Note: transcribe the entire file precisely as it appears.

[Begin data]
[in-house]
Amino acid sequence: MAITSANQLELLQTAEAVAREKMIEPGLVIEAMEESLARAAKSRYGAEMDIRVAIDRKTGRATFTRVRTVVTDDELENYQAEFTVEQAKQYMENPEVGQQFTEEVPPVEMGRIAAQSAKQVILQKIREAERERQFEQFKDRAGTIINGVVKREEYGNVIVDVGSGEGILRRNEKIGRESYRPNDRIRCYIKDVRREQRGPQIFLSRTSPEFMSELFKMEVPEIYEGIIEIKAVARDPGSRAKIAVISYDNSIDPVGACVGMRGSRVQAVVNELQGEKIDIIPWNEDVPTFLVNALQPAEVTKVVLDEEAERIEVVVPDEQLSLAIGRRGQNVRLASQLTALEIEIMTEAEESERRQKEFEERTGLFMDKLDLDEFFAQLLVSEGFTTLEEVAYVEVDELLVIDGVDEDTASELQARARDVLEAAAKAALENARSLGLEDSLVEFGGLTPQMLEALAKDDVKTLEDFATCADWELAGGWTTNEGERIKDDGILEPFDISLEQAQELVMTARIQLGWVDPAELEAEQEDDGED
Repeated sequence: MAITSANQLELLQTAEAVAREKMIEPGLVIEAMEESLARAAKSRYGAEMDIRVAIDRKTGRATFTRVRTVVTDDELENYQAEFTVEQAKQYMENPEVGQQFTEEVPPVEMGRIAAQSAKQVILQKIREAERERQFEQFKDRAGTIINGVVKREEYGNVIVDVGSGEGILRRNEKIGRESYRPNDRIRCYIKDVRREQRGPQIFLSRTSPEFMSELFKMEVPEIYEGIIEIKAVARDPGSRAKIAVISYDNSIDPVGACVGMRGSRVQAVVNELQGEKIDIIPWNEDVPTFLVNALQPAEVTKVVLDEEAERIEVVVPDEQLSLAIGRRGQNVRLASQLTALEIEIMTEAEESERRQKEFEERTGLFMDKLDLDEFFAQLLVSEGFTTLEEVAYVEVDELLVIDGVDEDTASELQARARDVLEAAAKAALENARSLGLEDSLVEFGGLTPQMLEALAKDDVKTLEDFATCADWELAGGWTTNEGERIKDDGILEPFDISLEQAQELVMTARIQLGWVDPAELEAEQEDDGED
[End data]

[in-house]
Amino acid sequence: MAITSANQLELLQTAEAVAREKMIEPGLVIEAMEESLARAAKSRYGAEMDIRVAIDRKTGRATFTRVRTVVTDDELENYQAEFTVEQAKQYMENPEVGQQFTEEVPPVEMGRIAAQSAKQVILQKIREAERERQFEQFKDRAGTIINGVVKREEYGNVIVDVGSGEGILRRNEKIGRESYRPNDRIRCYIKDVRREQRGPQIFLSRTSPEFMSELFKMEVPEIYEGIIEIKAVARDPGSRAKIAVISYDNSIDPVGACVGMRGSRVQAVVNELQGEKIDIIPWNEDVPTFLVNALQPAEVTKVVLDEEAERIEVVVPDEQLSLAIGRRGQNVRLASQLTALEIEIMTEAEESERRQKEFEERTGLFMDKLDLDEFFAQLLVSEGFTTLEEVAYVEVDELLVIDGVDEDTASELQARARDVLEAAAKAALENARSLGLEDSLVEFGGLTPQMLEALAKDDVKTLEDFATCADWELAGGWTTNEGERIKDDGILEPFDISLEQAQELVMTARIQLGWVDPAELEAEQEDDGED
Repeated sequence: MAITSANQLELLQTAEAVAREKMIEPGLVIEAMEESLARAAKSRYGAEMDIRVAIDRKTGRATFTRVRTVVTDDELENYQAEFTVEQAKQYMENPEVGQQFTEEVPPVEMGRIAAQSAKQVILQKIREAERERQFEQFKDRAGTIINGVVKREEYGNVIVDVGSGEGILRRNEKIGRESYRPNDRIRCYIKDVRREQRGPQIFLSRTSPEFMSELFKMEVPEIYEGIIEIKAVARDPGSRAKIAVISYDNSIDPVGACVGMRGSRVQAVVNELQGEKIDIIPWNEDVPTFLVNALQPAEVTKVVLDEEAERIEVVVPDEQLSLAIGRRGQNVRLASQLTALEIEIMTEAEESERRQKEFEERTGLFMDKLDLDEFFAQLLVSEGFTTLEEVAYVEVDELLVIDGVDEDTASELQARARDVLEAAAKAALENARSLGLEDSLVEFGGLTPQMLEALAKDDVKTLEDFATCADWELAGGWTTNEGERIKDDGILEPFDISLEQAQELVMTARIQLGWVDPAELEAEQEDDGED